The Black Keys team up with rap's big names for a pretty sweet collaboration

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Album review: Blackroc - 'Blakroc' (V2/Cooperative)


Album review: Blackroc – ‘Blakroc’ (V2/Cooperative)

Since [a]The Black Keys[/a] worked with [a]Danger Mouse[/a] on their last album, ‘Attack & Release’, it’s fair to say their paths have diverged.

Mr Mouse – king of the unexpected collaboration, sometimes confused with King Midas – is no longer ‘Crazy’ famous. Instead, he’s stepped back from big-name collaborations and busied himself crafting noir-ish, scary Americana with Sparklehorse and David Lynch or paying tribute to Merlin with little-known songwriter Helena Costas in the whimsical folk outfit [a]Joker’s Daughter[/a]. Grubby guitar-crankers The Black Keys, meanwhile, now lend their services only to gold-plated superstars such as ZZ Top. Now, with [a]Blakroc[/a], a project initiated by rapper Jim Jones and produced
by one-time Roc-A-Fella head honcho Damon Dash, they’ve lured a roll-call of hip-hop’s most revered to their party.

In the video ‘webisodes’ that trailed this rock-rap conflab, the Keys looked like nervous year sevens trying to ingratiate themselves with tuff, green-puffing hippety-hoppers. But if they’re not so good at talking the talk, [a]Dan Auerbach[/a] and Patrick Carney have brought game, and it turns out they’re every bit as good at this rock/rap genre-bending malarkey as their former rodenty pal. With their hands on the tiller they steer [b]‘Blakroc’[/b] clear of bombastic, Page-and-Diddy-style rap-metal, providing Dash’s MCs with a slinky, groovy, maxi-fuzzed blues rock to match their swagger.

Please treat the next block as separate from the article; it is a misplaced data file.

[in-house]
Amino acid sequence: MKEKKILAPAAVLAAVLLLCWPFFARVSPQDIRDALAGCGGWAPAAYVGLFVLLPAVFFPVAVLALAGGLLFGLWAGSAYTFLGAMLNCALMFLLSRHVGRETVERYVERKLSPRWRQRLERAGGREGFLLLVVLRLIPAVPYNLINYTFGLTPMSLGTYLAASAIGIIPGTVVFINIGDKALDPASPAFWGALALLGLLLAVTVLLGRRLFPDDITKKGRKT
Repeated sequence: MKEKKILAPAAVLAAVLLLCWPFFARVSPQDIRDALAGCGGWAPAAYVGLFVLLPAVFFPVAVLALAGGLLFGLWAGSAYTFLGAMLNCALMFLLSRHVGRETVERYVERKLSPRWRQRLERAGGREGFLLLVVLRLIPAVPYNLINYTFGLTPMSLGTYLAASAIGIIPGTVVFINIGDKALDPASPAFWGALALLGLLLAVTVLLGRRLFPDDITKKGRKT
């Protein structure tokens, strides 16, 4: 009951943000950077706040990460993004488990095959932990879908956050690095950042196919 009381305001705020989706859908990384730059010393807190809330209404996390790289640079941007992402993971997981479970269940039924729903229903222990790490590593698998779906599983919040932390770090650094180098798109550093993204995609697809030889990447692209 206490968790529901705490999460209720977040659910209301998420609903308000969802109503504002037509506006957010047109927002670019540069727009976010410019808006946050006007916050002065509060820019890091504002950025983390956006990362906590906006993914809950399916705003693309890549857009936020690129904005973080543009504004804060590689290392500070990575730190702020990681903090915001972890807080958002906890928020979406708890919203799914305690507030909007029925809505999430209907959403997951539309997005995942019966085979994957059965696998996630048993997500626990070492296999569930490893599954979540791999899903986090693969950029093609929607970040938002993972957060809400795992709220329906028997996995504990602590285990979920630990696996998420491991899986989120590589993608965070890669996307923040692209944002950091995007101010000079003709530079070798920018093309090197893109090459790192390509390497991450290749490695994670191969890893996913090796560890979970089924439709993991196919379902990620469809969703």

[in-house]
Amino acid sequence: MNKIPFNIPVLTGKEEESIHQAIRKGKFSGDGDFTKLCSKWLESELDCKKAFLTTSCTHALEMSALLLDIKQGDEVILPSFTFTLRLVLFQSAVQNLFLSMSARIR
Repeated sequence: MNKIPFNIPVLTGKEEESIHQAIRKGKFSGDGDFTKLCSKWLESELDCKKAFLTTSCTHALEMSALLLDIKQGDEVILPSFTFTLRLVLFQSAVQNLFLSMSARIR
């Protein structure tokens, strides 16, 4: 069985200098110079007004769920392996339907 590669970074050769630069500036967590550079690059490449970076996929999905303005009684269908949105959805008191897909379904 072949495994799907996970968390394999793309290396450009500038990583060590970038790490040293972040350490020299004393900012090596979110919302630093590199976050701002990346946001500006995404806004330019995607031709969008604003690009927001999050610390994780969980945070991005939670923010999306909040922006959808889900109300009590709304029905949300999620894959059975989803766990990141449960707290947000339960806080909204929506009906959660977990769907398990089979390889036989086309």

The album opens with an early highpoint, as the late [a]Ol’ Dirty Bastard[/a] (whose presence gives the lie to claims that everything was recorded live in 11 days) and [a]Ludacris[/a]’ [b]‘Coochie’[/b], a track that had already appeared on mixtapes, gets a swampy recast. And while ODB’s spluttering doesn’t reach the “[i]Yo, I’m the cunt breath asshole eater[/i]” levels of disturbia of which he was capable, the track still drips with juice as the Keys’ southern boogie substitutes perfectly for the original’s crunk.

The album feels genuinely organic, a common ground of moods rather than a forced fusion. [a]Mos Def[/a]’s loping gait is something to cherish in [b]‘On The Vista’[/b], while [a]Q-Tip[/a] offers a sweet riposte to Billy Danze’s aggressive spitting and the Keys’ blues fizz on [b]‘Hope You’re Happy’[/b]. [a]Raekwon[/a]’s [b]‘Stay Off The Fuckin’ Flowers’[/b] cruises like a late-night soundtrack to ’60s Memphis, [a]RZA[/a] is pin-sharp, Jim Jones sounds more stoned than Dan’s gloaming, cyclical riffs and Nikki Wray’s soul-wail tempts future collaborations between her and the Keys.

Sure, there’s the odd clichéd rap about cribs, glocks and “[i]lavish bitches[/i]”, and a few songs feel more like sketches, but bad hip-rock memories such as that wank-off between [a]30 Seconds To Mars[/a] and [a]Kanye West[/a] will still be effectively erased by Blakroc’s gritty gumbo.

[b]Chris Parkin[/b]

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